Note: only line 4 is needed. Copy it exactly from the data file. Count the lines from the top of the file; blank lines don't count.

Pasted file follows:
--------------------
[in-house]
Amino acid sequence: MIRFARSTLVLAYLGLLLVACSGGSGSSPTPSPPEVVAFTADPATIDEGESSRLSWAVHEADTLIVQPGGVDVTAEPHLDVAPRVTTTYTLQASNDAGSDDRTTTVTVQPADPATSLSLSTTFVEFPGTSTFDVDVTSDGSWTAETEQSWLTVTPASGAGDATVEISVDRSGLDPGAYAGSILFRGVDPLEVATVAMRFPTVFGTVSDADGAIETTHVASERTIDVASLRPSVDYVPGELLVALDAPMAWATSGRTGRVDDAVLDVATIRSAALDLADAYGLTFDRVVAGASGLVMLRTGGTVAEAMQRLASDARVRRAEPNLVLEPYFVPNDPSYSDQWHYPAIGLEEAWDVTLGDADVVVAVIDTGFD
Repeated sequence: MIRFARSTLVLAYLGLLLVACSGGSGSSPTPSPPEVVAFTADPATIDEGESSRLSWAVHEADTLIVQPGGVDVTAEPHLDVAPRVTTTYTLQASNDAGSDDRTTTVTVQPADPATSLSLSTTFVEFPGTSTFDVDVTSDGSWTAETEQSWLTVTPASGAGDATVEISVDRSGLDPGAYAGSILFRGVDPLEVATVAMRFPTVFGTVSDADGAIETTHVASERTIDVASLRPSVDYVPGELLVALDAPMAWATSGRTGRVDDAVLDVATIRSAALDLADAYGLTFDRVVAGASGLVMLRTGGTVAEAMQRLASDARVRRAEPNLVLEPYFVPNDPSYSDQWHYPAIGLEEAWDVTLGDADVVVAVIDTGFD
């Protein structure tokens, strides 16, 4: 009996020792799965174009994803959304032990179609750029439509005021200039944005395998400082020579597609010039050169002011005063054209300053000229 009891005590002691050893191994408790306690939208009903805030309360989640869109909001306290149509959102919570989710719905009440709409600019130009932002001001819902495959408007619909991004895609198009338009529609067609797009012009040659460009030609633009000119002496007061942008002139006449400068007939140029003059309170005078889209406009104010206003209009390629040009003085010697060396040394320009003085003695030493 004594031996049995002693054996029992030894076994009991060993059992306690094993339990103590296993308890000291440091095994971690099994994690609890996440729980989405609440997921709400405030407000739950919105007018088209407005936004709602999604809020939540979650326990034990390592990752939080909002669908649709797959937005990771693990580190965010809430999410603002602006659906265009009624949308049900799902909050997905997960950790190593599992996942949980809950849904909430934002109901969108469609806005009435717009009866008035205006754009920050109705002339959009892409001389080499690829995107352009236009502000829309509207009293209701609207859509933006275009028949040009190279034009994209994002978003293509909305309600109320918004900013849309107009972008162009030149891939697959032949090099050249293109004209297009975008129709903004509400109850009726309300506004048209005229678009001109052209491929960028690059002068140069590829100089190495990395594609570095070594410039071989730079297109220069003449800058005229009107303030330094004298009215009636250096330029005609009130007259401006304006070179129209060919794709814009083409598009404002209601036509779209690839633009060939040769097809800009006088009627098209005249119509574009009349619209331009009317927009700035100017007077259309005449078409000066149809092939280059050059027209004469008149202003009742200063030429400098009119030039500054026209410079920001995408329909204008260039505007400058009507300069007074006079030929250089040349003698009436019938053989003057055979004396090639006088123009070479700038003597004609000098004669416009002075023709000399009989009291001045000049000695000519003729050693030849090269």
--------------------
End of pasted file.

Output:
């Protein structure tokens, strides 16, 4: 009996020792799965174009994803959304032990179609750029439509005021200039944005395998400082020579597609010039050169002011005063054209300053000229 009891005590002691050893191994408790306690939208009903805030309360989640869109909001306290149509959102919570989710719905009440709409600019130009932002001001819902495959408007619909991004895609198009338009529609067609797009012009040659460009030609633009000119002496007061942008002139006449400068007939140029003059309170005078889209406009104010206003209009390629040009003085010697060396040394320009003085003695030493 004594031996049995002693054996029992030894076994009991060993059992306690094993339990103590296993308890000291440091095994971690099994994690609890996440729980989405609440997921709400405030407000739950919105007018088209407005936004709602999604809020939540979650326990034990390592990752939080909002669908649709797959937005990771693990580190965010809430999410603002602006659906265009009624949308049900799902909050997905997960950790190593599992996942949980809950849904909430934002109901969108469609806005009435717009009866008035205006754009920050109705002339959009892409001389080499690829995107352009236009502000829309509207009293209701609207859509933006275009028949040009190279034009994209994002978003293509909305309600109320918004900013849309107009972008162009030149891939697959032949090099050249293109004209297009975008129709903004509400109850009726309300506004048209005229678009001109052209491929960028690059002068140069590829100089190495990395594609570095070594410039071989730079297109220069003449800058005229009107303030330094004298009215009636250096330029005609009130007259401006304006070179129209060919794709814009083409598009404002209601036509779209690839633009060939040769097809800009006088009627098209005249119509574009009349619209331009009317927009700035100017007077259309005449078409000066149809092939280059050059027209004469008149202003009742200063030429400098009119030039500054026209410079920001995408329909204008260039505007400058009507300069007074006079030929250089040349003698009436019938053989003057055979004396090639006088123009070479700038003597004609000098004669416009002075023709000399009989009291001045000049000695000519003729050693030849090269």